Blog Posts

Learning new skills

The weather has not been kind for fitting out and so I am a bit behind. I had planned this weekend to be a big push to move things along. Instead I am snowed in at home. Still I thought I could do something useful. I’ve been a sailor for over 10 years now and I had never spliced multi braid rope. High time I learnt.
The mainsheet traveler control lines on Sea Bear were attached to the traveler by passing through an eye with a stopper knot to secure. Awkward, ugly and lubberly it called out for two eye splices.
So it was out with the fids, read the instructions and watch tube videos. I made my first mistakes on a bit of gash old rope before turning to the control lines proper.
Here it is my first multi braid eye splice.

first eye splice

Travails of Fitting Out

As with any new to you boat there is bound to be some work to be attended to. Some you enter into purchase knowing about, some brought to your attention by the surveyors report and some are just things you would like to do.
With Sea Bear the two major jobs were to replace the stern tube rubber and strip off the many old layers of anti-foul. Having scraped off the anti foul on my last boat by hand, this was not a task I wanted to repeat. So it was a just a case of paying a contractor to do the job for me. Easier on the labour, harder on the pocket.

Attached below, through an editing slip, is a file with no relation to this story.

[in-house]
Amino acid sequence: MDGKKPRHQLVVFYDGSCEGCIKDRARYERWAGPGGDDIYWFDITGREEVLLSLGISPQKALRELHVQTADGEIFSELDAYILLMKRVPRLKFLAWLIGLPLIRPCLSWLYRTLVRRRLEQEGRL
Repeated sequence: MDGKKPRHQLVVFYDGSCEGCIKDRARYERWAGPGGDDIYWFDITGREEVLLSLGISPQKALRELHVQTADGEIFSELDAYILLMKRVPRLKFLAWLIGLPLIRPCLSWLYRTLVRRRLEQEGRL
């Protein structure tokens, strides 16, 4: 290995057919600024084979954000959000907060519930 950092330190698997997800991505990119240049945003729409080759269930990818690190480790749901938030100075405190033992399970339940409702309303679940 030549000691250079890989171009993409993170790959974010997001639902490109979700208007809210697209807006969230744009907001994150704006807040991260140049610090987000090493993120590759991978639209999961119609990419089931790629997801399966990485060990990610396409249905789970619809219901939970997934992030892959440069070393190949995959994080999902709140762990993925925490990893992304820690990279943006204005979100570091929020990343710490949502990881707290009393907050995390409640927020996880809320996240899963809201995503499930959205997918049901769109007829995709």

Replacing the stern gland I did myself. In theory a relative straightforward job, but like any job on a boat its ease or otherwise is dictated by access. To gain access on a Vancouver means either removing the engine or laying over it to reach the stern gland. This I discovered is not much fun.
Once the old stern gland was removed I decide to replace the whole thing. Accordingly I had a new stern gland/stuffing box made up for me. Maybe I am a little old fashioned but I prefer the traditional stuffing box over other shaft seals. This I fitted with a remote greaser.

new stern gland

A new boat for the Skipper

19th Oct 2012

Having sold my last boat (Dansa) in May I was on the lookout for a new one. For a while I had been undecided about buying another boat but the lure of the sea and sailing was too strong.  It had to be the right boat of course, not too big not too small and I had, in the course of a few years sailing, drawn up  a list of desirable features, which resulted in a shortlist of boat types.  For various reasons that list had been whittled down to two and then ultimately to a Vancouver. So the boat search began.

After  viewing a few other Vancouvers,  I spotted Sea Bear for sale and as soon as I viewed it thought “This is the boat for me”. So I  put in an offer, had a survey done and come to an agreement with the owner over the price.

Then it was the big day, I met the owner Michael and he showed me over the boat and showed me where things were and the operation of things. This included lighting the Dickinson Stove. As it was a damp and drear day this was appreciated and the cabin was soon snug and warm.

Paperwork all completed and Sea Bear was mine. Later I walked to “The Jolly Sailor” for beer and a meal, returning later to spend my first night on the boat.